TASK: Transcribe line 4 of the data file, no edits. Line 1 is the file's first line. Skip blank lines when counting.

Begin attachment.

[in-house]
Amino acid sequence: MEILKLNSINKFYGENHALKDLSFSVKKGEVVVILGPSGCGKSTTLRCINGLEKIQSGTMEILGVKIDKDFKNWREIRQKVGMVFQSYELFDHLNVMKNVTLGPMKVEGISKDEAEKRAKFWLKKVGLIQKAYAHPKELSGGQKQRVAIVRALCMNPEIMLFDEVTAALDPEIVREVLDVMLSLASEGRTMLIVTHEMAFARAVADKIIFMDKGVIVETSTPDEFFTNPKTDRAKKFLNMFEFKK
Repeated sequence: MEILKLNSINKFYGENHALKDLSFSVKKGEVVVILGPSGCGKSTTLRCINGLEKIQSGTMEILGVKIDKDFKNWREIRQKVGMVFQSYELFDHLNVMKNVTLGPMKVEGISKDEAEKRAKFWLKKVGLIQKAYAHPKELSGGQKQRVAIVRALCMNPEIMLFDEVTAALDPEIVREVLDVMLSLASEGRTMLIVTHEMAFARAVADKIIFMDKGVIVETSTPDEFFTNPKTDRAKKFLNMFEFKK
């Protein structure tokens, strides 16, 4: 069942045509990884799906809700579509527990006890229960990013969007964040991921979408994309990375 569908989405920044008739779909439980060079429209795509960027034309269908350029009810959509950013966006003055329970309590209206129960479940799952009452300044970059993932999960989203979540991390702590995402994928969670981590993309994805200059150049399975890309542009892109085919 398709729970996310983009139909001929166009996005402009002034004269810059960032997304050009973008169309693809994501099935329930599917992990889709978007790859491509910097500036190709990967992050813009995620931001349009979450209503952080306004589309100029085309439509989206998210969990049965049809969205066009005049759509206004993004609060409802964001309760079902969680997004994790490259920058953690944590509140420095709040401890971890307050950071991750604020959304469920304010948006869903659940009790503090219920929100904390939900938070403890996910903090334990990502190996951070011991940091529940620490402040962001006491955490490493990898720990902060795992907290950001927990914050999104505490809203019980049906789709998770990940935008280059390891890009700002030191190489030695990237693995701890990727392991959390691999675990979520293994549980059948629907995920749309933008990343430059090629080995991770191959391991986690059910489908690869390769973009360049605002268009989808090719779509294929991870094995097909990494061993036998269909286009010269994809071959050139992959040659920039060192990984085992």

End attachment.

């Protein structure tokens, strides 16, 4: 069942045509990884799906809700579509527990006890229960990013969007964040991921979408994309990375 569908989405920044008739779909439980060079429209795509960027034309269908350029009810959509950013966006003055329970309590209206129960479940799952009452300044970059993932999960989203979540991390702590995402994928969670981590993309994805200059150049399975890309542009892109085919 398709729970996310983009139909001929166009996005402009002034004269810059960032997304050009973008169309693809994501099935329930599917992990889709978007790859491509910097500036190709990967992050813009995620931001349009979450209503952080306004589309100029085309439509989206998210969990049965049809969205066009005049759509206004993004609060409802964001309760079902969680997004994790490259920058953690944590509140420095709040401890971890307050950071991750604020959304469920304010948006869903659940009790503090219920929100904390939900938070403890996910903090334990990502190996951070011991940091529940620490402040962001006491955490490493990898720990902060795992907290950001927990914050999104505490809203019980049906789709998770990940935008280059390891890009700002030191190489030695990237693995701890990727392991959390691999675990979520293994549980059948629907995920749309933008990343430059090629080995991770191959391991986690059910489908690869390769973009360049605002268009989808090719779509294929991870094995097909990494061993036998269909286009010269994809071959050139992959040659920039060192990984085992």